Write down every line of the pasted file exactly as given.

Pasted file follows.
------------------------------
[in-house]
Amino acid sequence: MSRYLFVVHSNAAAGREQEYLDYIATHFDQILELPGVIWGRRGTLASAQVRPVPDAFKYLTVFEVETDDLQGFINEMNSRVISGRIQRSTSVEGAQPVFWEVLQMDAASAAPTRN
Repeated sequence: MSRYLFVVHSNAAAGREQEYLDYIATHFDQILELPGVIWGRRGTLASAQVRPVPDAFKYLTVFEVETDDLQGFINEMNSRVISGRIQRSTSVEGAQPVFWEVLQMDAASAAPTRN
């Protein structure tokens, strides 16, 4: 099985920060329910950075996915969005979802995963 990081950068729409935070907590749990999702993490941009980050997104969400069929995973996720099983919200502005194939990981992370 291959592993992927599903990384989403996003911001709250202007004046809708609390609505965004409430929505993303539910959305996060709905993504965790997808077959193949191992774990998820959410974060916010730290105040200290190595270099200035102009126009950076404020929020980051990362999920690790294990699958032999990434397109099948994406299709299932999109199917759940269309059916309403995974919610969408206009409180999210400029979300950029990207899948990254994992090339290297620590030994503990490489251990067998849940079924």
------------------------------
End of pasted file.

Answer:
[in-house]
Amino acid sequence: MSRYLFVVHSNAAAGREQEYLDYIATHFDQILELPGVIWGRRGTLASAQVRPVPDAFKYLTVFEVETDDLQGFINEMNSRVISGRIQRSTSVEGAQPVFWEVLQMDAASAAPTRN
Repeated sequence: MSRYLFVVHSNAAAGREQEYLDYIATHFDQILELPGVIWGRRGTLASAQVRPVPDAFKYLTVFEVETDDLQGFINEMNSRVISGRIQRSTSVEGAQPVFWEVLQMDAASAAPTRN
């Protein structure tokens, strides 16, 4: 099985920060329910950075996915969005979802995963 990081950068729409935070907590749990999702993490941009980050997104969400069929995973996720099983919200502005194939990981992370 291959592993992927599903990384989403996003911001709250202007004046809708609390609505965004409430929505993303539910959305996060709905993504965790997808077959193949191992774990998820959410974060916010730290105040200290190595270099200035102009126009950076404020929020980051990362999920690790294990699958032999990434397109099948994406299709299932999109199917759940269309059916309403995974919610969408206009409180999210400029979300950029990207899948990254994992090339290297620590030994503990490489251990067998849940079924």